The next big Marvel Now! push is in the offing and Marc Buxton is looking at how all the original books fared, perhaps giving a glimpse on what to expect next. In Part 1, he graded the vanguard of the first wave. Today, he looks at some of the ongoing titles that were rebranded Marvel Now! books. Tomorrow, the final set of titles. Marc’s a teacher/tutor by day, so here’s the Report Card …
Avengers Assemble, Kelly Sue DeConnick and Stefano Caselli. A breath of fresh air, as it was the Avengers book that was allowed to exist away from the crossovers and cosmic events of the main titles, but at the end of the day, the book felt too small, with DeConnick exploring the Avengers as celebrities. As seen in her brilliant Captain Marvel and Pretty Deadly, DeConnick is at her A game when writing very personal stories about very strong characters. The group dynamic of the book took the title out her wheelhouse. Grade: C-. Warren Ellis is coming on the book and DeConnick is kicking ass and taking names elsewhere. The wrong book for a great writer.
Captain Marvel, Kelly Sue DeConnick and Dexter Soy. And here is the right book for the great Kelly Sue. DeConnick makes Carol her own in this great take on the Captain Marvel legacy. This book is rich in character and action and has one of the best supporting casts in mainstream comics. The art tends to get a little too indie, which may turn off some of the more traditional Marvel readers, which would be a shame because this is one of the best super-hero books out there. Grade: A. When it is all said and done, DeConnick might have one of those Waid/Flash, David/Hulk runs with Carol Danvers.
Journey Into Mystery, Kathryn Immonen and Valerio Schiti. Immonen had the unenviable task of following Kieron Gillen’s Kid Loki run on the title. Marvel decided to give Lady Sif the spotlight, but despite being an entertaining read, the book failed to find an audience. Grade: B-. The book had a loyal but small fan base, and it wasn’t enough. The book was of high quality, however, and should garner the creative team more Marvel work.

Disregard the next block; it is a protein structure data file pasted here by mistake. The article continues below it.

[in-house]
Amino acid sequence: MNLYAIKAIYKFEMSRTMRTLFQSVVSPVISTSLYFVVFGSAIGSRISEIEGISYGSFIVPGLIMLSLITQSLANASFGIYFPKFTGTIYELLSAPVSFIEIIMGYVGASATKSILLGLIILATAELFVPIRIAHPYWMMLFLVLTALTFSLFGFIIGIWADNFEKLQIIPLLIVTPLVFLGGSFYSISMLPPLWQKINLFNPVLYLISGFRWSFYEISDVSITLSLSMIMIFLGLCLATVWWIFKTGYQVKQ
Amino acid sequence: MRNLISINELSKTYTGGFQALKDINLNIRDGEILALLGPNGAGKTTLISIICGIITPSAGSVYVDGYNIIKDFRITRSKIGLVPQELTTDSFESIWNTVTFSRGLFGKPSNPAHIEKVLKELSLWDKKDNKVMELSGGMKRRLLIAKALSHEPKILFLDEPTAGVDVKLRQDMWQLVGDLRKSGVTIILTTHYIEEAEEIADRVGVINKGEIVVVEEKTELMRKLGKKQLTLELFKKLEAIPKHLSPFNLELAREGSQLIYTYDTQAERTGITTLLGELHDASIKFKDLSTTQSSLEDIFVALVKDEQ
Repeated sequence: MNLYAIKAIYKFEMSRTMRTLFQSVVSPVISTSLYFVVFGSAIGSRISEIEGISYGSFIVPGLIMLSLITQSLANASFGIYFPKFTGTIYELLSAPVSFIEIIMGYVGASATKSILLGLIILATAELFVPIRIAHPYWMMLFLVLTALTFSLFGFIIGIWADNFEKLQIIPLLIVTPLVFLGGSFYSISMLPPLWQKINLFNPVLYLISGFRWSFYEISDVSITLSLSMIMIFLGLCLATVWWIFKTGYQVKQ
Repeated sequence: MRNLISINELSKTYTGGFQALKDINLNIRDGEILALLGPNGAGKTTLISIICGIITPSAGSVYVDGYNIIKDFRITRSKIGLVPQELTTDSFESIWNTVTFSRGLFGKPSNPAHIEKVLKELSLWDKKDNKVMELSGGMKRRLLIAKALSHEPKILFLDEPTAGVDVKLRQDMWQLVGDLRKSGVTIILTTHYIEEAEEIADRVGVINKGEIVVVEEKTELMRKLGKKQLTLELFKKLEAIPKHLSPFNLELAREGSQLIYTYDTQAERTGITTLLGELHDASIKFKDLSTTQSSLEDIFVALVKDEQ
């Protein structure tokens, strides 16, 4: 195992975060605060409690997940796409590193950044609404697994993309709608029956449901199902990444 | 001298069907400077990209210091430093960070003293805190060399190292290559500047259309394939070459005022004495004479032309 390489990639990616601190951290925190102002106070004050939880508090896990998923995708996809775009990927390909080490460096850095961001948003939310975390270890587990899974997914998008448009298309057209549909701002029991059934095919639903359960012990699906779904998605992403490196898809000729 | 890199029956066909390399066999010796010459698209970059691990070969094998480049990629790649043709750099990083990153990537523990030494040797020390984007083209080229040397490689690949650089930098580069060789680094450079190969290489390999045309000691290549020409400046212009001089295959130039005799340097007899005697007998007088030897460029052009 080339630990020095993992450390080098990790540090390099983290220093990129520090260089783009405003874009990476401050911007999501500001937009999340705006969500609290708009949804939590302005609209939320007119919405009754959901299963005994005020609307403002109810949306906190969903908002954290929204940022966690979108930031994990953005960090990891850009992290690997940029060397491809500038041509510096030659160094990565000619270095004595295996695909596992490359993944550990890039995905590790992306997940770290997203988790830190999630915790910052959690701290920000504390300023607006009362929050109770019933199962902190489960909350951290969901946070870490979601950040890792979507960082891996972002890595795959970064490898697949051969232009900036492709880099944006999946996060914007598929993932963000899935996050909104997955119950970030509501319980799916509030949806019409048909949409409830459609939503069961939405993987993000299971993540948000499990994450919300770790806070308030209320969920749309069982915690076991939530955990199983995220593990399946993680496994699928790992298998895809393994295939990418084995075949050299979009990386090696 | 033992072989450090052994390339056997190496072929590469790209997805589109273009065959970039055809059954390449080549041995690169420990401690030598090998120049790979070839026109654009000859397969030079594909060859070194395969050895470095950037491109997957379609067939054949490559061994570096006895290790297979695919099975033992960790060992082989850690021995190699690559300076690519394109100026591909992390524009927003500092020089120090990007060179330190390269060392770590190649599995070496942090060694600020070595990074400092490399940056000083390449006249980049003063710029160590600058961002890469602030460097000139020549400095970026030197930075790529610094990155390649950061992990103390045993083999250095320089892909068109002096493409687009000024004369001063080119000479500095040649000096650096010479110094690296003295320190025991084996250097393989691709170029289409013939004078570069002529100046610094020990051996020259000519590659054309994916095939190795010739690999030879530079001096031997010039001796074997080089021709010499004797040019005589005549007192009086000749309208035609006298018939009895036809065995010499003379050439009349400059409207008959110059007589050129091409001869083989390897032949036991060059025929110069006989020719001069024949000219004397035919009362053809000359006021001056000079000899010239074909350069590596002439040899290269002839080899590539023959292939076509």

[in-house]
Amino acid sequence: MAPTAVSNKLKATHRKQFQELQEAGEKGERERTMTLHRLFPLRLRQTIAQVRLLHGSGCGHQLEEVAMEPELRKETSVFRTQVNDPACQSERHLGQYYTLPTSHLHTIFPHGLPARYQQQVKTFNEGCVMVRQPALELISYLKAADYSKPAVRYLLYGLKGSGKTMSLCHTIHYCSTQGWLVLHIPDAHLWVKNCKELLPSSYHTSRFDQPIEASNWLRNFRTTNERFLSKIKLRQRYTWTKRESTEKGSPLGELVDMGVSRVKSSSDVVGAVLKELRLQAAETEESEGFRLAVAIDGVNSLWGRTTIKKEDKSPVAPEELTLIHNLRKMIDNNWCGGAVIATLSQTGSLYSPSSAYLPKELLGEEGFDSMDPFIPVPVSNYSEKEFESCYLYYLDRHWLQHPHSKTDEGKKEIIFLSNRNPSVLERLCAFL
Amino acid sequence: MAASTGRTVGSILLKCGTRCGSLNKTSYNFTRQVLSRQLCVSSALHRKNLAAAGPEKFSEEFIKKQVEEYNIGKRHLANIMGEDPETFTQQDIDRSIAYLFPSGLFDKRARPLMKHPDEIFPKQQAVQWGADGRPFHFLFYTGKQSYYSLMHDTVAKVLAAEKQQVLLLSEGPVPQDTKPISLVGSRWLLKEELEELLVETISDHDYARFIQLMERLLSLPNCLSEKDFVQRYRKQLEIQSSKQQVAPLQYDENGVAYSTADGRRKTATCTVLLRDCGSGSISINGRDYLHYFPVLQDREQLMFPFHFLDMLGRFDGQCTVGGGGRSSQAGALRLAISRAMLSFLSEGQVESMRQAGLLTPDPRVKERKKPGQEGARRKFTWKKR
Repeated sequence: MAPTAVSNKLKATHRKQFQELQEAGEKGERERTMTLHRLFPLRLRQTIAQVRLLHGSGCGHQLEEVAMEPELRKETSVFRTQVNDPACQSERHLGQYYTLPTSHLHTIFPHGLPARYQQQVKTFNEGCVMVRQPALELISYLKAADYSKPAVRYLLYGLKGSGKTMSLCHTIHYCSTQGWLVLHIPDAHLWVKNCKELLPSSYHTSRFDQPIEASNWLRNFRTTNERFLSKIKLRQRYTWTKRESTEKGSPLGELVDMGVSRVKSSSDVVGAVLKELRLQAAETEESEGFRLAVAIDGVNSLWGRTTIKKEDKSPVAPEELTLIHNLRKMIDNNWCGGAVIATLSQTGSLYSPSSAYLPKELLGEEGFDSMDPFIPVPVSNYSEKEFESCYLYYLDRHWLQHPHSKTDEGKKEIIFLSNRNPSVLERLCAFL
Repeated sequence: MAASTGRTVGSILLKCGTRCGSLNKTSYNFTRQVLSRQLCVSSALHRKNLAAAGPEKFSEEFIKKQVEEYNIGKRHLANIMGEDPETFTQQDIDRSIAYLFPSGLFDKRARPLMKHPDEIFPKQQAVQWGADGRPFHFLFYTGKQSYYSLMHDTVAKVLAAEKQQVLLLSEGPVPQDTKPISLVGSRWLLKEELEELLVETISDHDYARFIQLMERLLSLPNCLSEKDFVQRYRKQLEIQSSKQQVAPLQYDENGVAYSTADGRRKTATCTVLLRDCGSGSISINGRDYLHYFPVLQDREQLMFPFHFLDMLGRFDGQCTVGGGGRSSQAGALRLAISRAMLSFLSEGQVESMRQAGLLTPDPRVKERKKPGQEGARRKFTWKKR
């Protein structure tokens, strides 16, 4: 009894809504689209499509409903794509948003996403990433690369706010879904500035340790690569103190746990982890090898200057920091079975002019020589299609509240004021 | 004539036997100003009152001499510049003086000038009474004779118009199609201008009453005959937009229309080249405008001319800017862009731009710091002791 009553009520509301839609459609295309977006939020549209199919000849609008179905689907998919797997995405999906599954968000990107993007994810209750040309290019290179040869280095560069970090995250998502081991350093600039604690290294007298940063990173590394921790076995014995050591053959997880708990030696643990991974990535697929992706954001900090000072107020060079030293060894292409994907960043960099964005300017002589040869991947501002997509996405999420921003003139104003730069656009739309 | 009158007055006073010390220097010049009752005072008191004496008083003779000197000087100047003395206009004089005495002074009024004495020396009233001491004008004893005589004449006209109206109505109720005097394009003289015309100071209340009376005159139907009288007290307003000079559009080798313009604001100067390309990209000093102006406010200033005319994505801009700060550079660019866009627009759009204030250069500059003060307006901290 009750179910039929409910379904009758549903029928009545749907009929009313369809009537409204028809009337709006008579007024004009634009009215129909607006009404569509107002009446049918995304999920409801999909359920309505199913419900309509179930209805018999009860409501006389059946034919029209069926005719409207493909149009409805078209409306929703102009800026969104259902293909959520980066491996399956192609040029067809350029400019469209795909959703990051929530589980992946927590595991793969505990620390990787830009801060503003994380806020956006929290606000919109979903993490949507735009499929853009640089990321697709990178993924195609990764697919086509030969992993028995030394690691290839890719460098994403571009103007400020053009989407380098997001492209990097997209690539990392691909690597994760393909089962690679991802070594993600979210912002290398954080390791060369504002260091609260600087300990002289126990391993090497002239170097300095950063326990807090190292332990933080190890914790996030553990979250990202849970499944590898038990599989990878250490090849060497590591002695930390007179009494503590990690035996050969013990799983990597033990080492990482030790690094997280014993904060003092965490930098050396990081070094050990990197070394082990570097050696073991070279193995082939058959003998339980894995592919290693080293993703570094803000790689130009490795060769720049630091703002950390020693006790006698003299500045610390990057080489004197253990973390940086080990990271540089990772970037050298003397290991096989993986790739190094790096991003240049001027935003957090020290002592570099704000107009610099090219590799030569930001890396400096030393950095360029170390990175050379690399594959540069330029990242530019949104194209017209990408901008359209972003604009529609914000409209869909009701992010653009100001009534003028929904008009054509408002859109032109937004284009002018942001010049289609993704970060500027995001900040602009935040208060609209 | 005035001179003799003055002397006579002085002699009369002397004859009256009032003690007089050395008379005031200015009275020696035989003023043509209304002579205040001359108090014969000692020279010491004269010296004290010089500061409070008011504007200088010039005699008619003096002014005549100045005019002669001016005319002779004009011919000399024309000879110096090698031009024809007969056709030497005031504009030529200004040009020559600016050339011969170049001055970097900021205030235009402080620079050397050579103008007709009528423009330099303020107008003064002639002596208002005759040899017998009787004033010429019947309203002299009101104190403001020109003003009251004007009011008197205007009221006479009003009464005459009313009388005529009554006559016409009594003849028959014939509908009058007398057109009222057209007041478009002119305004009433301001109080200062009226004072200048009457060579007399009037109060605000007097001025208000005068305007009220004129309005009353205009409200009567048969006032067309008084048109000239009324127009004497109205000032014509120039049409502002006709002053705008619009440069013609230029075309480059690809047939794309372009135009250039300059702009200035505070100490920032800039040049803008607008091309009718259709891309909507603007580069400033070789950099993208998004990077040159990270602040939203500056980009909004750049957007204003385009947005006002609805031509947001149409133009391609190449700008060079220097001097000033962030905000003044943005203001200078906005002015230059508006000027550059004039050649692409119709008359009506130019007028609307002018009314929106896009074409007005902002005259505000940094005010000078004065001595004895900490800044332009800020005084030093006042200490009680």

Red She-Hulk, Rick Parker, Carlo Pagulayan, and Wellington Alves. With Marvel now, the Red Hulk book became Red She-Hulk and no one really cared despite Rick Parker’s best attempts to give the spotlight to a very interesting female character. A sweeping book of grandiose adventure with incredible artwork, the book arrived stillborn with readers who did not have an open mind or open wallet for a Red She-Hulk. Parker went too big when he should have been easing hesitant readers into Red She-Hulk’s world. Grade: C+. A good try by a great team of creators that could not break reader ennui. Marvel is going to try again with a She-Hulk of the green variety.
Thanos Rising, Jason Aaron and Simone Bianchi. A superb character meditation on Thanos, the book portrays the Mad Titan as a romantic nihilist, a lover of genocide and pain fueled by a heart with its own strange sense of honor. Aaron presents a Thanos to a generation of readers who will experience the character in the years to come on the big screen. Grade: A. A perfect companion piece to Infinity Gauntlet and a primer for new fans of the character.
Wolverine and the X-Men, Jason Aaron and Nick Bradshaw. A hilarious take on the Marvel Universe, Aaron gets to have his unique brand of fun with the often dead-serious and heavy-handed X-Men Universe. Readers have fallen in love with the kids Aaron has introduced to the school and his Wolverine is a hero that readers had not experienced yet, despite the gross overexposure of the character. Grade: A. The most fun you can have reading an X book. Soon to end, but please follow Aaron on Amazing X-Men for more of the same fun.